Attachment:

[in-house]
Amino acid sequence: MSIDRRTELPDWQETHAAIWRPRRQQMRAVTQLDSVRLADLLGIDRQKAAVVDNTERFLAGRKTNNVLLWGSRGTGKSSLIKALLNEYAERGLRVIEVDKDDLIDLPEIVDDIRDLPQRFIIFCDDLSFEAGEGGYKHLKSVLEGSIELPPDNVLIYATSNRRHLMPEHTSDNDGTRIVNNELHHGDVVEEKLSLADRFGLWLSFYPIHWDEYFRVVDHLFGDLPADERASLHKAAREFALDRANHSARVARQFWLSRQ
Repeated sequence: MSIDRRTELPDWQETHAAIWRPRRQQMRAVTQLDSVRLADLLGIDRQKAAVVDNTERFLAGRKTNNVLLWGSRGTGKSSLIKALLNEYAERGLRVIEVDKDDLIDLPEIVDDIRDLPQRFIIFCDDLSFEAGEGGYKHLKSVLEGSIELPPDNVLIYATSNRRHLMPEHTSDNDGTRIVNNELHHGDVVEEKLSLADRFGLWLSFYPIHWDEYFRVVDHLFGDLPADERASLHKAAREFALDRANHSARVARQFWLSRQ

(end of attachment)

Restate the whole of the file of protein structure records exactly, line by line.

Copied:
[in-house]
Amino acid sequence: MSIDRRTELPDWQETHAAIWRPRRQQMRAVTQLDSVRLADLLGIDRQKAAVVDNTERFLAGRKTNNVLLWGSRGTGKSSLIKALLNEYAERGLRVIEVDKDDLIDLPEIVDDIRDLPQRFIIFCDDLSFEAGEGGYKHLKSVLEGSIELPPDNVLIYATSNRRHLMPEHTSDNDGTRIVNNELHHGDVVEEKLSLADRFGLWLSFYPIHWDEYFRVVDHLFGDLPADERASLHKAAREFALDRANHSARVARQFWLSRQ
Repeated sequence: MSIDRRTELPDWQETHAAIWRPRRQQMRAVTQLDSVRLADLLGIDRQKAAVVDNTERFLAGRKTNNVLLWGSRGTGKSSLIKALLNEYAERGLRVIEVDKDDLIDLPEIVDDIRDLPQRFIIFCDDLSFEAGEGGYKHLKSVLEGSIELPPDNVLIYATSNRRHLMPEHTSDNDGTRIVNNELHHGDVVEEKLSLADRFGLWLSFYPIHWDEYFRVVDHLFGDLPADERASLHKAAREFALDRANHSARVARQFWLSRQ